AH: How does quiltmaking impact your family?

LN: It keeps me off the streets and out of the bars, I guess. [laughs.] They all encourage me. My son lives in Arizona and when he and his partner bought their most recent house, Ron, his partner, actually asked me if I would make them a room of quilts and I was very honored to do that because he is an architectural designer. So I flew out to Phoenix. [Arizona.] I was going out to visit and we went to a local quilt shop--Ron and I--and I spent gazillions of dollars which he wanted to buy and I said, 'No. This is my gift to you.' And we picked out all these patterns, we had wall hangings and this and that and everything else and of course it took me three years to do them all but yes, I think my family all appreciates what goes into the quilts. My daughter in Sarasota, [Florida.] my daughter Debi, is very contemporary and she would just think that [pointing to the touchstone quilt.] was hideous but I got into the Stack and Whack and I found a stripe and I did a striped Stack and Whack and she really liked that. It was contemporary and it was her colors and her mother-in-law who was in our cottage group in Sarasota did me a huge favor because she took Debi aside and--because it was hand quilted too--she took Debbie aside and explained to her that this was not a dog quilt so that was very helpful and she still has a quilt on her bed and that was eight or nine years ago. So yes, I think they appreciate me.

AH: Have you ever used quilts to get through a difficult time?

LN: Not so much difficult time, as commemorating time. I have made quilts for weddings using pictures and messages and--now that you mention it though, I will say that when I first retired, my husband and I retired and that was a terrible year. He developed prostate cancer and I was diagnosed with severe advanced emphysema and that was in 1997 and the doctor told me to get my affairs in order because my life expectancy was not more than a year and a half or so and just because of how things work in life--and I really do believe that there's something that kind of guides us or people around us or something--that was when I was invited to join the quilting group in Sarasota and they took me under their wing and they taught me all of this needle turn and all that challenged me and I made some decisions that I might regret but I guess that's really when I threw myself into quilting. When you asked the question, I never thought of it that way, but it is when I just immersed myself. So maybe that's what I do--because I do and I enjoy it and for me it's a stress reliever, just to kind of feel and touch. I hadn't thought of that, that's a good question.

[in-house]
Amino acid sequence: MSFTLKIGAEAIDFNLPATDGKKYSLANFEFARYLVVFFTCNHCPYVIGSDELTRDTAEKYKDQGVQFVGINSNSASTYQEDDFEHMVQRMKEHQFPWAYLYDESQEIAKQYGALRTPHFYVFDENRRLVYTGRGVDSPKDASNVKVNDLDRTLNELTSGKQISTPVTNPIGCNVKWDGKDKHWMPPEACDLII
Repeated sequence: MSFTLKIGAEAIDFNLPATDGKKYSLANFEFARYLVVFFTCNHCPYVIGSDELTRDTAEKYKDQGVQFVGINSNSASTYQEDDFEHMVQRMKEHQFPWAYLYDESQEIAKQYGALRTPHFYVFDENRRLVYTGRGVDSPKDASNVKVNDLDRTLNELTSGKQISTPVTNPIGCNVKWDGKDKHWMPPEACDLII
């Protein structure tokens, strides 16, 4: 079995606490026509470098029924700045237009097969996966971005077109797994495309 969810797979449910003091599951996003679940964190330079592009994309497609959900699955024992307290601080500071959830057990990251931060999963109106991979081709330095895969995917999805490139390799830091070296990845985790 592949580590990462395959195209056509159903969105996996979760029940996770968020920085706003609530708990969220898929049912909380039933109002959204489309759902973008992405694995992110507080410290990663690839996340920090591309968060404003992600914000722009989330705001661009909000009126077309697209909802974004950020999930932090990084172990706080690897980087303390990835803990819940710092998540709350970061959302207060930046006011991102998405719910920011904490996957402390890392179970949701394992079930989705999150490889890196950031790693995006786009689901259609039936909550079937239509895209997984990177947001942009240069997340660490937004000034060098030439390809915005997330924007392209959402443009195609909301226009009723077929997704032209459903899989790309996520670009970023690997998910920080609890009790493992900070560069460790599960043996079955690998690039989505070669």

AH: What do you like most about quilting? What aspects of quilting?

LN: I like the people, to begin with. And as far as making a quilt, I like it all, but I really like designing and I try to come up with original designs and they don't always work and they rarely come together the way I think they're going to but the quilt that I have in the show--the "Boston Common Memories"--I wanted to make a Boston Commons quilt so I started to make a Boston Commons quilt and then I thought, 'Well, in the center of it, I'll do something different.' And then I ended up actually with an appliqué quilt with kind of a Boston Commons border on it so I guess I really like the designing the best but then I like making it, so that I can see what my design is, come to fruition, especially with this quilt. Probably that's the one that I have enjoyed making the most. Just watching it come together.

AH: What do you like least about quilting?

LN: Cutting out the fabrics and sometimes I have a real hard time choosing what's going to look right, it's really not my forte. So I would say, that's probably the least, if I could have somebody come in and cut them all out for me I'd be happy. [laughs.] I'm lazy.

AH: Okay, what quilt groups do you belong to?